RFR: 8040140 System.nanoTime() is slow and non-monotonic on OS X

Aleksey Shipilev aleksey.shipilev at oracle.com
Mon Apr 14 19:08:46 UTC 2014

On 04/14/2014 06:55 PM, Staffan Larsen wrote:
> mach_absolute_time() is essentially a direct call to RDTSC, but with
> conversion factor to offset for any system sleeps and frequency
> changes. The call returns something that can be converted to
> nanoseconds using information from mach_timebase_info(). Calls to
> mach_absolute_time() do not enter the kernel and are very fast. The
> resulting time has nanosecond precision and as good accuracy as one
> can get.

Some numbers would be good on the public list :) I know the numbers
already, but others on this list don't.

> Since the value from RDTSC can be subject to drifting between CPUs,
> we implement safeguards for this to make sure we never return a lower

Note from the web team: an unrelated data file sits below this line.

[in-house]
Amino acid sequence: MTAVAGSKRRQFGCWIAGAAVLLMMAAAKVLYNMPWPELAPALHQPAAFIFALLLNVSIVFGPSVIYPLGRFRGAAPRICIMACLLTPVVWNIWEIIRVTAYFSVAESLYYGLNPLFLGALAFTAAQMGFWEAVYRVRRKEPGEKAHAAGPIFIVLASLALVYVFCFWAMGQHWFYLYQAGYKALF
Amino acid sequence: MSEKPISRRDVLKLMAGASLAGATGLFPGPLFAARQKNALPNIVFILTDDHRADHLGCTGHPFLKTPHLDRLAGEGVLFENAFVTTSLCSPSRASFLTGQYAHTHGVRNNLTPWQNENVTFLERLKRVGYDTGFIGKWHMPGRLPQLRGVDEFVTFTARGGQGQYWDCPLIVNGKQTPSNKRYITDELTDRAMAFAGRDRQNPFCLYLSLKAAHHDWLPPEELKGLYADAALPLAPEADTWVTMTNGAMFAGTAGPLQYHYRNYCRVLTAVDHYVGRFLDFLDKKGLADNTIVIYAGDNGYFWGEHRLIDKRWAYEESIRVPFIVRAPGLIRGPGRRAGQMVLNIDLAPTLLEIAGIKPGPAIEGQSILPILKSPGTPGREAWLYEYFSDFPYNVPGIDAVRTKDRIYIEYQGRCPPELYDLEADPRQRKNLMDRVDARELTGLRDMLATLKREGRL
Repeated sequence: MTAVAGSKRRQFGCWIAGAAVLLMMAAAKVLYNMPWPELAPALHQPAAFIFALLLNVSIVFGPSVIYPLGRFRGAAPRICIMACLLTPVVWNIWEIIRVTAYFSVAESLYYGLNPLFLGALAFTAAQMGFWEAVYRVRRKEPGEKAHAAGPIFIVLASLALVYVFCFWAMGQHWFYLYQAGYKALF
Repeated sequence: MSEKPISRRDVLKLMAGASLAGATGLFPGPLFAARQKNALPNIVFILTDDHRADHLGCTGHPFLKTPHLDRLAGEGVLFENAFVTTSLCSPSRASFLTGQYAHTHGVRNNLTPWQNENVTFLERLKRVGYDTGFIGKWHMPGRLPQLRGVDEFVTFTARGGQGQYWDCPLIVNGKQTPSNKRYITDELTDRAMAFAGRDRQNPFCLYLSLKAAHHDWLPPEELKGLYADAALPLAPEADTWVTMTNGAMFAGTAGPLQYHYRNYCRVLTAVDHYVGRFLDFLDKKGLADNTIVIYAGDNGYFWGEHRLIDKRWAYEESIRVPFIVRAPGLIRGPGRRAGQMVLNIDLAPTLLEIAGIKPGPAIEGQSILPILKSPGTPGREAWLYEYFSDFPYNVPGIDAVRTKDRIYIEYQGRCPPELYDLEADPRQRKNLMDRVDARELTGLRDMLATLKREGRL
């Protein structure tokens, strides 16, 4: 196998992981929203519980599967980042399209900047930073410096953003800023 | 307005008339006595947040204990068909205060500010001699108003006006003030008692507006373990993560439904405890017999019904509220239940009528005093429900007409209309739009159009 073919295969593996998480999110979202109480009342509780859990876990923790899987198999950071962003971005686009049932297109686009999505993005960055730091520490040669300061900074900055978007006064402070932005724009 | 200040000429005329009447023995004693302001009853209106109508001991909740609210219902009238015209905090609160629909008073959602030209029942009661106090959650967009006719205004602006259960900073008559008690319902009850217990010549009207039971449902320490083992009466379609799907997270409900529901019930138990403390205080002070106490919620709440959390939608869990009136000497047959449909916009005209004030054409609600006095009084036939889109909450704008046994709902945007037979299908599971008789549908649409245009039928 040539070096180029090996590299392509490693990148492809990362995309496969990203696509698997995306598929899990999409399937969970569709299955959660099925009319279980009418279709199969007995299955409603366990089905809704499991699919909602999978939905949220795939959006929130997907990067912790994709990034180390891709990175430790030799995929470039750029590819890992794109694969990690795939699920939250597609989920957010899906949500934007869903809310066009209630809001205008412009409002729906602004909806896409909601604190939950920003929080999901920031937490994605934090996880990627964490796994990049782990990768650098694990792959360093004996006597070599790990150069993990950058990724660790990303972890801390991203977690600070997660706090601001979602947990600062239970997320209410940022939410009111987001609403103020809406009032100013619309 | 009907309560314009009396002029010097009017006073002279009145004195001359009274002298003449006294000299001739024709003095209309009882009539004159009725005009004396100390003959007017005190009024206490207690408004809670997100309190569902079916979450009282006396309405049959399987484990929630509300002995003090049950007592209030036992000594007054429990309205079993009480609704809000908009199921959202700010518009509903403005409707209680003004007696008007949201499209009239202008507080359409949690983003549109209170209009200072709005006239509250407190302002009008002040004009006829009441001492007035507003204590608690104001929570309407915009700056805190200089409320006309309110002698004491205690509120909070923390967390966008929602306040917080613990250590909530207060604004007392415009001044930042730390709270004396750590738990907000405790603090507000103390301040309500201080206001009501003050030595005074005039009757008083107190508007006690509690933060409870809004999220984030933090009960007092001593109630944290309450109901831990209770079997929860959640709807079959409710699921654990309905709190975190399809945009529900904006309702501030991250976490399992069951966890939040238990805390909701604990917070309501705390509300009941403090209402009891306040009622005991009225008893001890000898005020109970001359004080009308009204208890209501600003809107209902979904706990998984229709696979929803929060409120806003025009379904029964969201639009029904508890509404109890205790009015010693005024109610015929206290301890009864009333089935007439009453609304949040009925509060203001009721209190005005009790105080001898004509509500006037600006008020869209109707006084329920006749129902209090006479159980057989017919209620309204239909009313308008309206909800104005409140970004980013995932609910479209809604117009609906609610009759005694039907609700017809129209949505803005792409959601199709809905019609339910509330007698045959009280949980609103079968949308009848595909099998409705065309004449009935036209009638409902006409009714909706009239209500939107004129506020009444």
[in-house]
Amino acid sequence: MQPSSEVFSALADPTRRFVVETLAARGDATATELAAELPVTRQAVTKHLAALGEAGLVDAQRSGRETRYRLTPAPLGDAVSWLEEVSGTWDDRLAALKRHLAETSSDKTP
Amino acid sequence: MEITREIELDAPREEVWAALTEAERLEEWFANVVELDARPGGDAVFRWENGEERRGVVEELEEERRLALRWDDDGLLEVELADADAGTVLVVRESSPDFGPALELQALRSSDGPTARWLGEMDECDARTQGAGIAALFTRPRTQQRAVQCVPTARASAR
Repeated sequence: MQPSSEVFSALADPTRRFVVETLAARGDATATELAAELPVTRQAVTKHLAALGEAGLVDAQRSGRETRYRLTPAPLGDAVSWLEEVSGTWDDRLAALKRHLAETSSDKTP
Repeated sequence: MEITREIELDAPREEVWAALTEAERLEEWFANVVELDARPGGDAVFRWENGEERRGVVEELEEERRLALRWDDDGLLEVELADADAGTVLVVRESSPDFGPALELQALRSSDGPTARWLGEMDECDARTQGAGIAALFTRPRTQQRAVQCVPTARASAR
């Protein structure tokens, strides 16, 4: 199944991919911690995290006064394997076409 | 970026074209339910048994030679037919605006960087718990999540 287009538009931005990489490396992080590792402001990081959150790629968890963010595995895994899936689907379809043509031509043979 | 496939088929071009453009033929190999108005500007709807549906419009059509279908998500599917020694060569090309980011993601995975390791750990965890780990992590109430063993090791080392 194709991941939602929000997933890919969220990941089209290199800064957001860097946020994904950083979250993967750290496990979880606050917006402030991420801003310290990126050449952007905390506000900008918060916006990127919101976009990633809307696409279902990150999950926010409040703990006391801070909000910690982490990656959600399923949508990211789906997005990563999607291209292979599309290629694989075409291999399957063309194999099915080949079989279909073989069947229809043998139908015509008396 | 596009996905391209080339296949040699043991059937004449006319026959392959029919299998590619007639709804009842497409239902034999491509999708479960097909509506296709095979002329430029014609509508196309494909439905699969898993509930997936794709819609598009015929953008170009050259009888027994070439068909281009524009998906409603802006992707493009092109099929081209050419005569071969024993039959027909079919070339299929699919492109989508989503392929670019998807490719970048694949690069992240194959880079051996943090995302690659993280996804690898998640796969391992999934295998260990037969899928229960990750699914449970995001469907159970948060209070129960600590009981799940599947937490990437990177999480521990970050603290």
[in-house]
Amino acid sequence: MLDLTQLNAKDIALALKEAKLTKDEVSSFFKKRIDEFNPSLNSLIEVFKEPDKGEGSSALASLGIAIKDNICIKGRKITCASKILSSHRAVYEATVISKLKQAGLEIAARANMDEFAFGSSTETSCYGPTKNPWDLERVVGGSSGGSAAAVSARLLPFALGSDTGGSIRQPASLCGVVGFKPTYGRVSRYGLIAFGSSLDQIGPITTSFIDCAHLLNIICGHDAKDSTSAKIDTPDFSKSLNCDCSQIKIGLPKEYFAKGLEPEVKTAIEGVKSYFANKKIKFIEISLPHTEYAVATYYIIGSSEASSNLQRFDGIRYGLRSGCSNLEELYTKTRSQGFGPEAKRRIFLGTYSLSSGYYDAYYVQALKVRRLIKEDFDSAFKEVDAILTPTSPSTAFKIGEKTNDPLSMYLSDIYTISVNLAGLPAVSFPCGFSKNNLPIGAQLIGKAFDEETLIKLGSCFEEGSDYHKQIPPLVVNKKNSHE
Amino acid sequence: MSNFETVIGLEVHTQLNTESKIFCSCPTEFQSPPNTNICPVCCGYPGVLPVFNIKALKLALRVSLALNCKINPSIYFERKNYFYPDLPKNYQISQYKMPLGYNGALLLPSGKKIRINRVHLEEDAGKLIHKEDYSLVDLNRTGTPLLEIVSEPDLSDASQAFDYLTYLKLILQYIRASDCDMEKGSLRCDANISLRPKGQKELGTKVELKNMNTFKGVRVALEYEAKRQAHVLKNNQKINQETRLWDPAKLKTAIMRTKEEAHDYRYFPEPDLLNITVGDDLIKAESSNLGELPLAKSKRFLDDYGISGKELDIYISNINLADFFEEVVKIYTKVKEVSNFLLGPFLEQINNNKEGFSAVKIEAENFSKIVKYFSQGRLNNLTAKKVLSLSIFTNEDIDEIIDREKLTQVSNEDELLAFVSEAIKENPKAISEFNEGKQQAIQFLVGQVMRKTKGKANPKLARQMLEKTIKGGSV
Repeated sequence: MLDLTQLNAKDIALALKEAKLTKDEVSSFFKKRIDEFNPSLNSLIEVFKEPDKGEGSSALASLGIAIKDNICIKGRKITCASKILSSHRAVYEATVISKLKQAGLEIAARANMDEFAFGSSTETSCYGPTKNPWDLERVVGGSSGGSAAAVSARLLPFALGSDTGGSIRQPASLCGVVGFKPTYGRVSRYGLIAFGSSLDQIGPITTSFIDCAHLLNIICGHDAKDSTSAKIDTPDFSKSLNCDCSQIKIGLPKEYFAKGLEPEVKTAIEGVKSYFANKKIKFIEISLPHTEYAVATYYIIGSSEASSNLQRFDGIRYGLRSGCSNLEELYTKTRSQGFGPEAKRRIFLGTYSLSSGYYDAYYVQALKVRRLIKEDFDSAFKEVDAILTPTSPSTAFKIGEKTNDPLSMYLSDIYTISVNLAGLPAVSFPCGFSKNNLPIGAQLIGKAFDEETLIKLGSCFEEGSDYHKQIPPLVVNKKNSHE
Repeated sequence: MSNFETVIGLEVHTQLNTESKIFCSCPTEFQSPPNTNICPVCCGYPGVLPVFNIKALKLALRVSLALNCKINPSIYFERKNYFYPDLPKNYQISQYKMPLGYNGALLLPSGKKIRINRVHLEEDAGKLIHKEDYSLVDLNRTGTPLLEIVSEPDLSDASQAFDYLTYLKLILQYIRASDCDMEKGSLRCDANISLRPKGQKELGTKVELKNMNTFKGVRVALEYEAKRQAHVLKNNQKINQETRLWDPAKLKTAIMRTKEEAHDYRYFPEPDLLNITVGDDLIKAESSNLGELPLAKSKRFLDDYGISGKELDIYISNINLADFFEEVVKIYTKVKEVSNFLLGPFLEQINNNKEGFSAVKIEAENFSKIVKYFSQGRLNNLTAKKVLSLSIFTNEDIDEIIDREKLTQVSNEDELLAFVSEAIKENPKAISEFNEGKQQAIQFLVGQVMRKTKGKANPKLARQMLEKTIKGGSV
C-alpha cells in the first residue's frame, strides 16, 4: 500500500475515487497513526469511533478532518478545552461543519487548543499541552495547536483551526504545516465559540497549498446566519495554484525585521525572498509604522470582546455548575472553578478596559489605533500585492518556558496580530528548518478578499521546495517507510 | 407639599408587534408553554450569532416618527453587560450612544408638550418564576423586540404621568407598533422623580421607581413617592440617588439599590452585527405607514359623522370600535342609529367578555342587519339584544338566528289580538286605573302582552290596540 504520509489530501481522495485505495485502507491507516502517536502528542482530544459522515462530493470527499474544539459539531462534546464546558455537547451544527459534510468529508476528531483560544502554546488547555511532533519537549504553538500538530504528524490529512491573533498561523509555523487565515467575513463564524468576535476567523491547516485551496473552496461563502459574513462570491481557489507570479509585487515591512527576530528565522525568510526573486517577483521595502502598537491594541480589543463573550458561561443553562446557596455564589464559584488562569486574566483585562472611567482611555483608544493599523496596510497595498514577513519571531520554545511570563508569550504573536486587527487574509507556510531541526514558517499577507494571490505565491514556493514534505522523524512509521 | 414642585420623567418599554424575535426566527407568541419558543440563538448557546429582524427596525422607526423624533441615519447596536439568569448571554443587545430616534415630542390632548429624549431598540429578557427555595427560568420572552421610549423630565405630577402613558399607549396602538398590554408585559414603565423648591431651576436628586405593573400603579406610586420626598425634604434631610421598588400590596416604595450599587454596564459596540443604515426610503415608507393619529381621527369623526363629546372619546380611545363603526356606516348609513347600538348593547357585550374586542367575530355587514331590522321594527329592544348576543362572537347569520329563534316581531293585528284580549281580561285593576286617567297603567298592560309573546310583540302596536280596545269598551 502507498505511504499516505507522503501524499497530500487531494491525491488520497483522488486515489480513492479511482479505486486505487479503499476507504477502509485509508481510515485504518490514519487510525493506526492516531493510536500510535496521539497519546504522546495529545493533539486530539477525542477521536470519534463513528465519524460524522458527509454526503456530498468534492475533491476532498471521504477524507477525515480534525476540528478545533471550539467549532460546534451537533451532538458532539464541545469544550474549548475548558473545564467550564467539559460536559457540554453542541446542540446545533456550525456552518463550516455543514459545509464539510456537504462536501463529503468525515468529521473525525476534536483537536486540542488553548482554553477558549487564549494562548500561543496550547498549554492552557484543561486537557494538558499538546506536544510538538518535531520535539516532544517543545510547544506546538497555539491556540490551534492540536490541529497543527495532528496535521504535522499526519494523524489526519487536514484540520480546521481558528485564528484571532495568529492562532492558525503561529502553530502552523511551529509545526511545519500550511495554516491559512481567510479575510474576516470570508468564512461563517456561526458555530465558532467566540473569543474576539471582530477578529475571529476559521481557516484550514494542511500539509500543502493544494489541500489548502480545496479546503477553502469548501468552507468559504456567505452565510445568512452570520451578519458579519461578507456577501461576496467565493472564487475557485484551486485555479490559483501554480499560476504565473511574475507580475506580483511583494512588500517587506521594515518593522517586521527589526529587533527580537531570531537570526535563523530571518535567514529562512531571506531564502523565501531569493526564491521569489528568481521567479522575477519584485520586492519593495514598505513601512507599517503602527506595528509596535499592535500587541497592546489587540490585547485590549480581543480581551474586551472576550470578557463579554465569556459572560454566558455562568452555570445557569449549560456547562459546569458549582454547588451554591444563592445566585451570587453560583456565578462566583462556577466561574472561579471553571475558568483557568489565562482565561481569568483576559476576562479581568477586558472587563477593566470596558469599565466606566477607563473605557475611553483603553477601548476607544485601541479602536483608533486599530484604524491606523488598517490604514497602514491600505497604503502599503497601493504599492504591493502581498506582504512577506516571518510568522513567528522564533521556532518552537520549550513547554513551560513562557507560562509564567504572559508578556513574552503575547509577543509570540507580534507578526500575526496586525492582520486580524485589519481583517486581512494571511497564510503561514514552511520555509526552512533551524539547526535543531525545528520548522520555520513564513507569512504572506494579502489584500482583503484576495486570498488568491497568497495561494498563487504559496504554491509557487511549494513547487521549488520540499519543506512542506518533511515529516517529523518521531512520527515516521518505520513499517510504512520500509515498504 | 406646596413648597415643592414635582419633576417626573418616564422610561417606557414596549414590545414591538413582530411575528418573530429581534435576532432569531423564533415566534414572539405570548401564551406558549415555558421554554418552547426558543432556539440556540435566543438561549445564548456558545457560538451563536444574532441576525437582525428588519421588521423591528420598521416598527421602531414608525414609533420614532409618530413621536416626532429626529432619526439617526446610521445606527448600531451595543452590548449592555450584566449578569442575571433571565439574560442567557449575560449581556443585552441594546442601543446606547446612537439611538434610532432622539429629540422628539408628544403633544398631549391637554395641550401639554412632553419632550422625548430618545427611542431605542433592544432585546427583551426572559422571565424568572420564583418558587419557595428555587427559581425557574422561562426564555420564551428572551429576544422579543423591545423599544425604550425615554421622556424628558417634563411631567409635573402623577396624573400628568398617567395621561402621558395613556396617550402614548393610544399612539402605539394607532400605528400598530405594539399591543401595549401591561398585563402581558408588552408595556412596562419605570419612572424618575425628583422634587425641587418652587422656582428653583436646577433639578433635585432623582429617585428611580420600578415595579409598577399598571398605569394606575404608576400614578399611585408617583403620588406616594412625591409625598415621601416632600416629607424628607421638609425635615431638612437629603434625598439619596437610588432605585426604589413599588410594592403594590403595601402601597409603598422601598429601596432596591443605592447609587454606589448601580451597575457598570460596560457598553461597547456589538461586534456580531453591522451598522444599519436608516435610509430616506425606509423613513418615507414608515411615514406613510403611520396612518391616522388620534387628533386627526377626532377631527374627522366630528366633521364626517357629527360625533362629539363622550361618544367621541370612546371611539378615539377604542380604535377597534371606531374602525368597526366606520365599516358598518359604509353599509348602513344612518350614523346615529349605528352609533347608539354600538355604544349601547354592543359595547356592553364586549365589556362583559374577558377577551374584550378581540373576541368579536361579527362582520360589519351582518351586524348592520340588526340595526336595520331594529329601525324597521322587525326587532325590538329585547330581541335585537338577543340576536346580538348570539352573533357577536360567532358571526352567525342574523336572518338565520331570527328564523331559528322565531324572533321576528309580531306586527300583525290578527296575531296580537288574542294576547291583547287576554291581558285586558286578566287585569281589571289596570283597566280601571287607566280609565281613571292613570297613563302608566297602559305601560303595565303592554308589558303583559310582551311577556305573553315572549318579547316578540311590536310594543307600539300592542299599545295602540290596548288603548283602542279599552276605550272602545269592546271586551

> value than the previous values. This adds some overhead to nanoTime()
> but guards us against possible bugs in the OS. For users who are
> willing to trust the OS and need the fastest possible calls to
> System.nanoTime(), we add a flag to disable this safeguard:
> -XX:+AssumeMonotonicOSTimers.

I now wonder if this safeguard can produce a stream of exactly the same
timestamps if local clock is lagging behind. But considering the
alternative of answering the retrograde time, and the observation the
current Mac OS X mach_absolute_time() *appears* monotonic, having this
safeguard seems OK.

> webrev: http://cr.openjdk.java.net/~sla/8040140/webrev.00/
> bug: https://bugs.openjdk.java.net/browse/JDK-8040140

This looks good to me.

And, since this question will inevitably pop up, do we plan to bring it
into 8uX? I think many Mac users will be happy about that.


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